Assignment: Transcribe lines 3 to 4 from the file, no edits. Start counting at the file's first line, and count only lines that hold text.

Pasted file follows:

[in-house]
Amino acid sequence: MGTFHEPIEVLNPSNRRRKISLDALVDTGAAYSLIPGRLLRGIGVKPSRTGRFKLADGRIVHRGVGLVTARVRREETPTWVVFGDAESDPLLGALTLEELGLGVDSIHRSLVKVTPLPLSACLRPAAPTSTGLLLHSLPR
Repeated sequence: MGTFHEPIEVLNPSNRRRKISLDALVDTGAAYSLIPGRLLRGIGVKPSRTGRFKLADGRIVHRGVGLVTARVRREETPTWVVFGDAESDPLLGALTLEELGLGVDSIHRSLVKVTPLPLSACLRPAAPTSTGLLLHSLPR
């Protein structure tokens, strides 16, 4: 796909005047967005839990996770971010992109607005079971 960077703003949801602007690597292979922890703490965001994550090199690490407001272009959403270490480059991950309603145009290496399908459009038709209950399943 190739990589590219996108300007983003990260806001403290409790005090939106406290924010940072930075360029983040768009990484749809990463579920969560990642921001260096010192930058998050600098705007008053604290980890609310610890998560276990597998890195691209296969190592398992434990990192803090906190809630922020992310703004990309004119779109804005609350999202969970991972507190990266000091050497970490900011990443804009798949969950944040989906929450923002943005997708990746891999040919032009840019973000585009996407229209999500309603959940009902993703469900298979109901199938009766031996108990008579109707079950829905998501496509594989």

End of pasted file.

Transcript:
Repeated sequence: MGTFHEPIEVLNPSNRRRKISLDALVDTGAAYSLIPGRLLRGIGVKPSRTGRFKLADGRIVHRGVGLVTARVRREETPTWVVFGDAESDPLLGALTLEELGLGVDSIHRSLVKVTPLPLSACLRPAAPTSTGLLLHSLPR
């Protein structure tokens, strides 16, 4: 796909005047967005839990996770971010992109607005079971 960077703003949801602007690597292979922890703490965001994550090199690490407001272009959403270490480059991950309603145009290496399908459009038709209950399943 190739990589590219996108300007983003990260806001403290409790005090939106406290924010940072930075360029983040768009990484749809990463579920969560990642921001260096010192930058998050600098705007008053604290980890609310610890998560276990597998890195691209296969190592398992434990990192803090906190809630922020992310703004990309004119779109804005609350999202969970991972507190990266000091050497970490900011990443804009798949969950944040989906929450923002943005997708990746891999040919032009840019973000585009996407229209999500309603959940009902993703469900298979109901199938009766031996108990008579109707079950829905998501496509594989």